And if Amazon succeeds, watch out. If they’d won, that law firm that sued me for copyright violation did not just want my book not published, it wanted all copies destroyed. Do you get that. Book burning just like the Nazis. The nasty side of law doesn’t want to just win. It wants to crush opponents out of existence.
That was so mean, an ACLU lawyer who was helping me at the time accepted into his privileged files a copy of my book. They can’t get at them there, he said.
In response to Nate’s comment: “Most retailers want to sell stuff, while Amazon books is secretly designed to collect your book browsing habits. ”
Seems to me every retailer collects my overall shopping habits on ALL the stuff I browse for and what I eventually buy.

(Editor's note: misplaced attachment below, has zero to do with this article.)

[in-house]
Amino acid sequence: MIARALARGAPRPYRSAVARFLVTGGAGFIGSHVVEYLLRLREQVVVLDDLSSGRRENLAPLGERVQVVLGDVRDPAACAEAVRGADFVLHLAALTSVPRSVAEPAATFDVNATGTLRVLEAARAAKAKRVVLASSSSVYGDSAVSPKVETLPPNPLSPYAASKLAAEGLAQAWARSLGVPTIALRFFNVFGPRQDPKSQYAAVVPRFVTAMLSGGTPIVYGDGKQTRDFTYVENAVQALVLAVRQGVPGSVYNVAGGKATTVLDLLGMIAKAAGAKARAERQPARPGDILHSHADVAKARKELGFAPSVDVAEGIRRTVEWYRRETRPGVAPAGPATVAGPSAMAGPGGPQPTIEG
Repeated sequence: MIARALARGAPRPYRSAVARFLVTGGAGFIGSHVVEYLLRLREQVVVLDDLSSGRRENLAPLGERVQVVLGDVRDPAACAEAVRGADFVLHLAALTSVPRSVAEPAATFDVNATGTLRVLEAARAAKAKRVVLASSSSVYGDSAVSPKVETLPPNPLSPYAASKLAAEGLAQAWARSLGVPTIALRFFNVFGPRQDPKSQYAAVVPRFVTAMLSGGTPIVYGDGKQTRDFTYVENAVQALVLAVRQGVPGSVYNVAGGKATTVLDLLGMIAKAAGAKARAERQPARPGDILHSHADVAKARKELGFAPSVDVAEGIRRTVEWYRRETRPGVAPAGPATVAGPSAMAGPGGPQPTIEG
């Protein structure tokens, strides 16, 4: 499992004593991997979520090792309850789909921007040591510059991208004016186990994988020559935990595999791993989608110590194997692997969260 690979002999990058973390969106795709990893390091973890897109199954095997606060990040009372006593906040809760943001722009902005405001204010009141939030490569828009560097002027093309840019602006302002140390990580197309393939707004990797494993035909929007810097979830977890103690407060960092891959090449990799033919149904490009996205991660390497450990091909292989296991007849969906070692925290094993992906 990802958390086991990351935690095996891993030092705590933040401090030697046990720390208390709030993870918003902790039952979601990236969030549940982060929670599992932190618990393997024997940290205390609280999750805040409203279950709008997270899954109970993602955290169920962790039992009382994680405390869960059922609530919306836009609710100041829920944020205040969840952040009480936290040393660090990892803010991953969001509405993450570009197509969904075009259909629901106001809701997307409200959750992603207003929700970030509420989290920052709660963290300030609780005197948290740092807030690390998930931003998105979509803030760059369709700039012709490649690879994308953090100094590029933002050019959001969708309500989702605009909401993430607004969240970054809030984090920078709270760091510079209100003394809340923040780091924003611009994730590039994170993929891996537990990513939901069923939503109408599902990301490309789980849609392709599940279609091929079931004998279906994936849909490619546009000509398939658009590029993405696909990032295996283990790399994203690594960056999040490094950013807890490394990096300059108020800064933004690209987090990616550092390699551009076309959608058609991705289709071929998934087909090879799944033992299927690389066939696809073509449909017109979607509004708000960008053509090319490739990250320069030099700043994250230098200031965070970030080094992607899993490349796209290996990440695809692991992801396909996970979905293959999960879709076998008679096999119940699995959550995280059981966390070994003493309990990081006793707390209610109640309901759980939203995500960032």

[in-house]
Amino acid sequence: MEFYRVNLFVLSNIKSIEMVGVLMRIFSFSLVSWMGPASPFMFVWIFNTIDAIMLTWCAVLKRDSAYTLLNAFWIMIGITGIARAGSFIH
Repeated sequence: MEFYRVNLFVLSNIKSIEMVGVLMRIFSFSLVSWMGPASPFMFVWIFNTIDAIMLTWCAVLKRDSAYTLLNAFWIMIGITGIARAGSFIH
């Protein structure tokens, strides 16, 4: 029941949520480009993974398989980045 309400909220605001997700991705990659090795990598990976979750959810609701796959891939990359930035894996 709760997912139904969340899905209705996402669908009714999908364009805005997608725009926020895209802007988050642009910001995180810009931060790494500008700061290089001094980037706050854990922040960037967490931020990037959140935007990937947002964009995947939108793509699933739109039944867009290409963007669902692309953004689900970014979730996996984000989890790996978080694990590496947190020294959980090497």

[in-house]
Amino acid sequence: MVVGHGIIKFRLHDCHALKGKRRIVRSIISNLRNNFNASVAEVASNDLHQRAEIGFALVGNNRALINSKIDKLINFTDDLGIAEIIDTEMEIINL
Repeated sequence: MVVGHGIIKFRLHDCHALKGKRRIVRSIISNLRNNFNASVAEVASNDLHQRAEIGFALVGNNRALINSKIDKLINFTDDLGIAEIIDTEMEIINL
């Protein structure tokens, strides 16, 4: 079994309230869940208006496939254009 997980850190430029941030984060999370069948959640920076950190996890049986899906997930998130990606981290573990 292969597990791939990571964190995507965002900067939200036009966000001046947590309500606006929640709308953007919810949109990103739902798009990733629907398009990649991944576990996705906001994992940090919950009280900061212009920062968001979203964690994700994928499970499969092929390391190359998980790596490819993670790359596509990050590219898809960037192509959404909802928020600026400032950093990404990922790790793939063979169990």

Go to site #1 and search for X, and within minutes at site #2 I see ads for item X. So unless I have adblocking and tracking software running, I’m being followed and my browsing habits are being noticed.
The same is true for actually shopping in brick and mortar stores. Go to store #1 and buy X, and a few days later at store #2 I am given a register coupon for item X. Sometimes it’s the same credit card being used, sometimes not (which I honestly find a bit creepy). So someone somewhere tracks my shopping habits — unless I pay in cash.
Short of living totally off the grid and only being paid in cash under the table and using cash, I don’t see how one avoids being tracked; but I could be totally wrong on this. Yes, I’m a bit paranoid, but it doesn’t stop me from living my life.
Yes, but we’re talking about b&m behavior, not online.
Where other b&M stores track your buying behavior, Amazon Books can track your browsing behavior even when you don’t buy something. There’s a huge difference.